Microsoft takes a shot at what Apple should be doing.

Microsoft is apparently listening to my blog – they’ve gone and launched the search engine I said Apple should build a few months ago – a media and entertainment search engine! (Or is this their version of me saying “I’m a PC and Windows 7 was my idea?” 8).

Bing Entertainment (http://www.bing.com/entertainment) covers Music, Movies, TV, Games, and Video Games. It has a very attractive, browsable interface with a lot of rich media – for example, the music page shows photos, links to audio clips of the artist, as well as upcoming live performances. In spirit, I love what they are trying to do. They’ve even stolen a page from the wonderful (but defunct) service Lala which Apple acquired. You can play over 5 million songs in their entirety once for free. So if you ever wondered if you’d like Miles Davis’ Flamenco Sketches, now you can find out, for free, without engaging in any piracy: http://www.bing.com/music/songs/search?q=miles+davis&go=&form=DTPMUS.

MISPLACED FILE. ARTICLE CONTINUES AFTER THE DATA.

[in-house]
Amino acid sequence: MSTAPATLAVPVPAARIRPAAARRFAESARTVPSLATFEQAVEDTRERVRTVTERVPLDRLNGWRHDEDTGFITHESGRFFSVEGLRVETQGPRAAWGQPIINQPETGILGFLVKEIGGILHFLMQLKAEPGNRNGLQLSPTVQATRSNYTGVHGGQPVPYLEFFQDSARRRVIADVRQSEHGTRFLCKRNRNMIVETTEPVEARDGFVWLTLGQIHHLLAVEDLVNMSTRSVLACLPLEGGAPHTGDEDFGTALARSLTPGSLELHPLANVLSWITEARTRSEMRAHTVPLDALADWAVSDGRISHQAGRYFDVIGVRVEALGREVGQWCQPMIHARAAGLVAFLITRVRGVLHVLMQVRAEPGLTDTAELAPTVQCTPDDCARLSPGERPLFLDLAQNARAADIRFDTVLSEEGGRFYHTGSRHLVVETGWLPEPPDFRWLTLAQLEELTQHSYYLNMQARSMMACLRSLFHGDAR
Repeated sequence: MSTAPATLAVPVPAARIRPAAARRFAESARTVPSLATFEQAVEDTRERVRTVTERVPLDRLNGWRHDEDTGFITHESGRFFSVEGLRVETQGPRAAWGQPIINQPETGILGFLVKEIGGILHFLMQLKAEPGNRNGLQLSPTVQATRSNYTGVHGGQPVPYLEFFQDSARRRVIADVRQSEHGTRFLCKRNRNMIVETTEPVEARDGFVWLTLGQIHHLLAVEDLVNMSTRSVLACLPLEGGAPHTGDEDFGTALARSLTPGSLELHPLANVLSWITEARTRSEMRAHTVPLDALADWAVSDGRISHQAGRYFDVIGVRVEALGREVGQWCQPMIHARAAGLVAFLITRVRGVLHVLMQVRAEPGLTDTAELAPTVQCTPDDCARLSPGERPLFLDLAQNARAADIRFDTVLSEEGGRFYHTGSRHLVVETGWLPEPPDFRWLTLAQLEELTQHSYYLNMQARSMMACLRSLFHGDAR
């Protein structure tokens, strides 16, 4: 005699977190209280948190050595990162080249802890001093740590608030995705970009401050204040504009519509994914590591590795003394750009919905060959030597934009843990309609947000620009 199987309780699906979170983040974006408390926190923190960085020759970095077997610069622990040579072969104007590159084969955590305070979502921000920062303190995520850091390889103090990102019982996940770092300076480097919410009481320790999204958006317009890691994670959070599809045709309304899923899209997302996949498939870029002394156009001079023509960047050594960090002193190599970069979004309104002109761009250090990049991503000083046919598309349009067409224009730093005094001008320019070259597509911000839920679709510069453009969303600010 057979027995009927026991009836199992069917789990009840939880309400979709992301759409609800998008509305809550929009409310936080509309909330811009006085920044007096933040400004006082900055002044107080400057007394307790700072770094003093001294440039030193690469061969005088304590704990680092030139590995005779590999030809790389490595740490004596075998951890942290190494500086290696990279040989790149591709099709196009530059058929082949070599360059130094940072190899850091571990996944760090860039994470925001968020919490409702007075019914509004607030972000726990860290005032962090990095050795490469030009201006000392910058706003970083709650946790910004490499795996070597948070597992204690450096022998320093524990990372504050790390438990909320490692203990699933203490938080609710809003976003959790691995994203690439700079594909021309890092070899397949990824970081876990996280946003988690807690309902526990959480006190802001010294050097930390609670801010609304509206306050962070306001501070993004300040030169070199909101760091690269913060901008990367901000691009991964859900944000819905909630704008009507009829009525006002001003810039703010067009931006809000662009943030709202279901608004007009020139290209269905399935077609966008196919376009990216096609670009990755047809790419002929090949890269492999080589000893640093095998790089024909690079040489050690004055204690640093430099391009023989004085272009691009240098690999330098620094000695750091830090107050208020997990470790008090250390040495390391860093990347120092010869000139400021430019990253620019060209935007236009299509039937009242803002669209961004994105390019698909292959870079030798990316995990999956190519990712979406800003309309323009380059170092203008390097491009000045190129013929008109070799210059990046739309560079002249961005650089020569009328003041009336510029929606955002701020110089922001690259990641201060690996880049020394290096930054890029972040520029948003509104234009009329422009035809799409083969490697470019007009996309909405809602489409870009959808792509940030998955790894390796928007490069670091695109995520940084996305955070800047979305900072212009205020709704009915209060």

Or at least, in principle you can. If you click on the play links, you get a “coming soon” message. Seriously, Microsoft? What was the hurry to launch, that you called this out in your press release (http://www.bing.com/community/blogs/search/archive/2010/06/23/a-new-entertainment-experience-for-bing.aspx) as one of the main features, and it doesn’t work? In practice, I find the implementation of Bing Entertainment to be disappointing (in contrast, Bing Travel is done very well). So far as I can tell there is no integration whatsoever between the search bar and the browse panels that are right next to each other. For example, a search for “Lady Gaga” produces the same search results as if I’d gone to Bing proper. It’s positioned as a media search product, but in reality it appears to be an entertainment portal with hard-coded content (and not very deep content), with a disconnected search box right next to it. The catalog appears to be very shallow. A search for the “Archer” TV show was disappointing – effectively the same search as on Bing “proper”. (BTW Archer is an absolutely hysterical parody of James Bond meets Beavis & Butthead meets “The office” – check it out if you haven’t seen it). In the entertainment space, there is a very limited catalog of entities that need to be recognized – how many TV shows are there, after all? Those should be recognized as special searches and treated accordingly. My search for “Archer” should have taken me to an Archer landing page. While it is positioned as a media search product, the search angle is virtually non-existent. The positioning of the product is spot-on, but the execution is lacking. Apple has a huge opportunity here – if Apple makes this product, the user experience is going to sing (perhaps even literally!).

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